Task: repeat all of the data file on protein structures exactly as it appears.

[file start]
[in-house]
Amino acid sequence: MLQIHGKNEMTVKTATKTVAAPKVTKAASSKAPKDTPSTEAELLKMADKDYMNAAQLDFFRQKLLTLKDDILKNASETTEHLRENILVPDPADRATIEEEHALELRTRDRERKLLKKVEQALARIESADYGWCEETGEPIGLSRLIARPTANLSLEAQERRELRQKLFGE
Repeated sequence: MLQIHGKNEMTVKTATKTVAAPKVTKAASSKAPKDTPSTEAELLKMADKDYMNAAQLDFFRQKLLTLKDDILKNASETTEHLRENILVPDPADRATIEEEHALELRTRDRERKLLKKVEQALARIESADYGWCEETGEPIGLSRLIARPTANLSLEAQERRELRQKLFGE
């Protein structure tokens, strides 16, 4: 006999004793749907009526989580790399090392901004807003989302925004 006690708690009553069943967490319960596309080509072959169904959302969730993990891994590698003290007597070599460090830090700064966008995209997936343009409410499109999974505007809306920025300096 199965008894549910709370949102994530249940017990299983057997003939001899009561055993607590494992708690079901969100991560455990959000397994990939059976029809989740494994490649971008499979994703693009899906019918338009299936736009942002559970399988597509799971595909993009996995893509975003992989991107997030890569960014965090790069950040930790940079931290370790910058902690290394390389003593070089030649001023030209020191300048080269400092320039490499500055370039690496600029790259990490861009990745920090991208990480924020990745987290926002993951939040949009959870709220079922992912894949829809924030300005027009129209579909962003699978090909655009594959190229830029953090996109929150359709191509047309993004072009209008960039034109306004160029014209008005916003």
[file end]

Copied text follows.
[in-house]
Amino acid sequence: MLQIHGKNEMTVKTATKTVAAPKVTKAASSKAPKDTPSTEAELLKMADKDYMNAAQLDFFRQKLLTLKDDILKNASETTEHLRENILVPDPADRATIEEEHALELRTRDRERKLLKKVEQALARIESADYGWCEETGEPIGLSRLIARPTANLSLEAQERRELRQKLFGE
Repeated sequence: MLQIHGKNEMTVKTATKTVAAPKVTKAASSKAPKDTPSTEAELLKMADKDYMNAAQLDFFRQKLLTLKDDILKNASETTEHLRENILVPDPADRATIEEEHALELRTRDRERKLLKKVEQALARIESADYGWCEETGEPIGLSRLIARPTANLSLEAQERRELRQKLFGE
């Protein structure tokens, strides 16, 4: 006999004793749907009526989580790399090392901004807003989302925004 006690708690009553069943967490319960596309080509072959169904959302969730993990891994590698003290007597070599460090830090700064966008995209997936343009409410499109999974505007809306920025300096 199965008894549910709370949102994530249940017990299983057997003939001899009561055993607590494992708690079901969100991560455990959000397994990939059976029809989740494994490649971008499979994703693009899906019918338009299936736009942002559970399988597509799971595909993009996995893509975003992989991107997030890569960014965090790069950040930790940079931290370790910058902690290394390389003593070089030649001023030209020191300048080269400092320039490499500055370039690496600029790259990490861009990745920090991208990480924020990745987290926002993951939040949009959870709220079922992912894949829809924030300005027009129209579909962003699978090909655009594959190229830029953090996109929150359709191509047309993004072009209008960039034109306004160029014209008005916003």